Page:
8.4 Image Retrieval

hollywood – P@100: 100% boris johnson – P@100: 100% vision – P@100: 93%
Figure 12: The top two retrieval results for three queries on our BBC News dataset – hollywood, boris johnson, and vision. The frames and associated videos are retrieved from 5k hours of BBC video. We give the precision at 100 (P@100) for these queries, equivalent to the first page of results of our web application.

We also apply our pipeline to the task of text based image retrieval. Given a text query, the images containing the query text must be returned.

This task is evaluated using the framework of Mishra13 , with the results shown in Table 6. For each defined query, we retrieve a ranked list of all the images of the dataset and compute the average precision (AP) for each query, reporting the mean average precision (mAP) over all queries. We significantly outperform Mishra et al. across all datasets – we obtain an mAP on IC11 of 90.3%, compared to 65.3% from Mishra13 . Our method scales seamlessly to the larger Sports dataset, where our system achieves a precision at 20 images (P@20) of 92.5%, more than doubling that of 43.4% from Mishra13 . Mishra et alMishra13 also report retrieval results on SVT for released implementations of other text spotting algorithms. The method from Wang et alWang11 achieves 21.3% mAP, the method from Neumann et al. Neumann12 acheives 23.3% mAP and the method proposed by Mishra13 itself achieves 56.2% mAP, compared to our own result of 86.3% mAP.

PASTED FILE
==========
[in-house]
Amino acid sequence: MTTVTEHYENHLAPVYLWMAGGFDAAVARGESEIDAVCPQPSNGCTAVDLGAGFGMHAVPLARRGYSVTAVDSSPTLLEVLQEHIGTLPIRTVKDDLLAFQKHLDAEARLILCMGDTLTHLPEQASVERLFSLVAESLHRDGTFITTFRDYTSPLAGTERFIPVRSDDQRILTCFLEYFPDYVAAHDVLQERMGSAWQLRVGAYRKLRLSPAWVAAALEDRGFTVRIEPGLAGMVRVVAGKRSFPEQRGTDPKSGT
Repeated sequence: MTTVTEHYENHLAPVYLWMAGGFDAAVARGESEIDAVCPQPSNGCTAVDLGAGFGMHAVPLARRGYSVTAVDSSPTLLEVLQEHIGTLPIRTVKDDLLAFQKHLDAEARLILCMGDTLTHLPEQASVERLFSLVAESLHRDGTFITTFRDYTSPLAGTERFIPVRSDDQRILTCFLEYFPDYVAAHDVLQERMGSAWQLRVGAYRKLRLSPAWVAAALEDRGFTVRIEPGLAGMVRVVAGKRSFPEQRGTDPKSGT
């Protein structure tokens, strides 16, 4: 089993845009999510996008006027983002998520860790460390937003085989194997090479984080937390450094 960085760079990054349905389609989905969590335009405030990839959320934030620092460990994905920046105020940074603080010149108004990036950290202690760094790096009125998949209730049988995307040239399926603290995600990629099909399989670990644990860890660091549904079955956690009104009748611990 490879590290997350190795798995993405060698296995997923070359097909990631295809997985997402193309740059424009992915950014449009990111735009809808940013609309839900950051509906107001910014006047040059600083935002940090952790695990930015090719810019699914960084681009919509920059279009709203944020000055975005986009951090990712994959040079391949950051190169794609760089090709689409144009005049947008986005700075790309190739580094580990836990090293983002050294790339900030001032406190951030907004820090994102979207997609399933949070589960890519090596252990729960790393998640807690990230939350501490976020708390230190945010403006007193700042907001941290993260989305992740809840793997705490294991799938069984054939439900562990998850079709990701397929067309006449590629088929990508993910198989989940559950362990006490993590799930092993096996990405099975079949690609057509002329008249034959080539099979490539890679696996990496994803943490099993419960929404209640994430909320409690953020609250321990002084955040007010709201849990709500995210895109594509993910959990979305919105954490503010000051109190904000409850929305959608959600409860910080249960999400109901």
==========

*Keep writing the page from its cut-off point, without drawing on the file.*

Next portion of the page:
However, as with the text spotting results for SVT, our retrieval results suffer from incomplete annotations on SVT and Sports datasets – Fig. 13 shows how precision is hurt by this problem. The consequence is that the true mAP on SVT is higher than the reported mAP of 86.3%.

Depending on the image resolution, our algorithm takes approximately 5-20s to compute the end-to-end results per image on a single CPU core and single GPU. We analyse the time taken for each stage of our pipeline on the SVT dataset, which has an average image size of , showing the results in Table 7. Since we reduce the number of proposals throughout the pipeline, we can allow the processing time per proposal to increase while keeping the total processing time for each stage stable. This affords us the use of more computationally complex features and classifiers as the pipeline progresses. Our method can be trivially parallelised, meaning we can process 1-2 images per second on a high-performance workstation with 16 physical CPU cores and 4 commodity GPUs.

Stage # proposals Time Time/proposal
(a) Edge Boxes 2.2s ms
(b) ACF detector 2.1s ms
(c) RF filter 1.8s 0.18ms
(d) CNN regression 1.2s 1.2ms
(e) CNN recognition 2.2s 2.2ms
Table 7: The processing time for each stage of the pipeline evaluated on the SVT dataset on a single CPU core and single GPU. As the pipeline progresses from (a)-(e), the number of proposals is reduced (starting from all possible bounding boxes), allowing us to increase our computational budget per proposal while keeping the overall processing time for each stage comparable.

The high precision and speed of our pipeline allows us to process huge datasets for practical search applications. We demonstrate this on a 5000 hour BBC News dataset. Building a search engine and front-end web application around our image retrieval pipeline allows a user to instantly search for visual occurrences of text within the huge video dataset. This works exceptionally well, with Fig. 12 showing some example retrieval results from our visual search engine. While we do not have groundtruth annotations to quantify the retrieval performance on this dataset, we measure the precision at 100 (P@100) for the test queries in Fig. 12, showing a P@100 of 100% for the queries hollywood and boris johnson, and 93% for vision. These results demonstrate the scalable nature of our framework.